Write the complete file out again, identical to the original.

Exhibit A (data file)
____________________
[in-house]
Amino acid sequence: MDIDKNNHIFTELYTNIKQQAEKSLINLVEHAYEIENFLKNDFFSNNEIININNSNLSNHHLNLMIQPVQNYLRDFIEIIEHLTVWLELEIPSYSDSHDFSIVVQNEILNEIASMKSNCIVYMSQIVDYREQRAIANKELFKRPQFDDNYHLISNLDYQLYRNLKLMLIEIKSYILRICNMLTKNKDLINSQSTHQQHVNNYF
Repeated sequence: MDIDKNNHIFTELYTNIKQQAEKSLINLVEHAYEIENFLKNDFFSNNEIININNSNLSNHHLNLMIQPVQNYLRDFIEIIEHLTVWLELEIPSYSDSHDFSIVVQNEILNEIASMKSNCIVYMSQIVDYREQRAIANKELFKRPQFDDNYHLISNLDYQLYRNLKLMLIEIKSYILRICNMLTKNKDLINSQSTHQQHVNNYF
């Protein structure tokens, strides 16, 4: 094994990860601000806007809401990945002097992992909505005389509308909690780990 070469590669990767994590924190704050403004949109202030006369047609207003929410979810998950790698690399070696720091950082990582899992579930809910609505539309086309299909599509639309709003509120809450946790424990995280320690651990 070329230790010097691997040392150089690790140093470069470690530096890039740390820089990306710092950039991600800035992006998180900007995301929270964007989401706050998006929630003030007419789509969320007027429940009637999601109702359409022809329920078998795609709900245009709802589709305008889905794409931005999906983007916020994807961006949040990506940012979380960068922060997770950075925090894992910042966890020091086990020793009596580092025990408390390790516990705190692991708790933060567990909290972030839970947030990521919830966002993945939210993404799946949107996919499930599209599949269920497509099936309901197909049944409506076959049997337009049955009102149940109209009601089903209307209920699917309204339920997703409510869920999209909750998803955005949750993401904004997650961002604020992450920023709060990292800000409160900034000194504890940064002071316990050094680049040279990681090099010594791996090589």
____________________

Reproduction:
[in-house]
Amino acid sequence: MDIDKNNHIFTELYTNIKQQAEKSLINLVEHAYEIENFLKNDFFSNNEIININNSNLSNHHLNLMIQPVQNYLRDFIEIIEHLTVWLELEIPSYSDSHDFSIVVQNEILNEIASMKSNCIVYMSQIVDYREQRAIANKELFKRPQFDDNYHLISNLDYQLYRNLKLMLIEIKSYILRICNMLTKNKDLINSQSTHQQHVNNYF
Repeated sequence: MDIDKNNHIFTELYTNIKQQAEKSLINLVEHAYEIENFLKNDFFSNNEIININNSNLSNHHLNLMIQPVQNYLRDFIEIIEHLTVWLELEIPSYSDSHDFSIVVQNEILNEIASMKSNCIVYMSQIVDYREQRAIANKELFKRPQFDDNYHLISNLDYQLYRNLKLMLIEIKSYILRICNMLTKNKDLINSQSTHQQHVNNYF
């Protein structure tokens, strides 16, 4: 094994990860601000806007809401990945002097992992909505005389509308909690780990 070469590669990767994590924190704050403004949109202030006369047609207003929410979810998950790698690399070696720091950082990582899992579930809910609505539309086309299909599509639309709003509120809450946790424990995280320690651990 070329230790010097691997040392150089690790140093470069470690530096890039740390820089990306710092950039991600800035992006998180900007995301929270964007989401706050998006929630003030007419789509969320007027429940009637999601109702359409022809329920078998795609709900245009709802589709305008889905794409931005999906983007916020994807961006949040990506940012979380960068922060997770950075925090894992910042966890020091086990020793009596580092025990408390390790516990705190692991708790933060567990909290972030839970947030990521919830966002993945939210993404799946949107996919499930599209599949269920497509099936309901197909049944409506076959049997337009049955009102149940109209009601089903209307209920699917309204339920997703409510869920999209909750998803955005949750993401904004997650961002604020992450920023709060990292800000409160900034000194504890940064002071316990050094680049040279990681090099010594791996090589």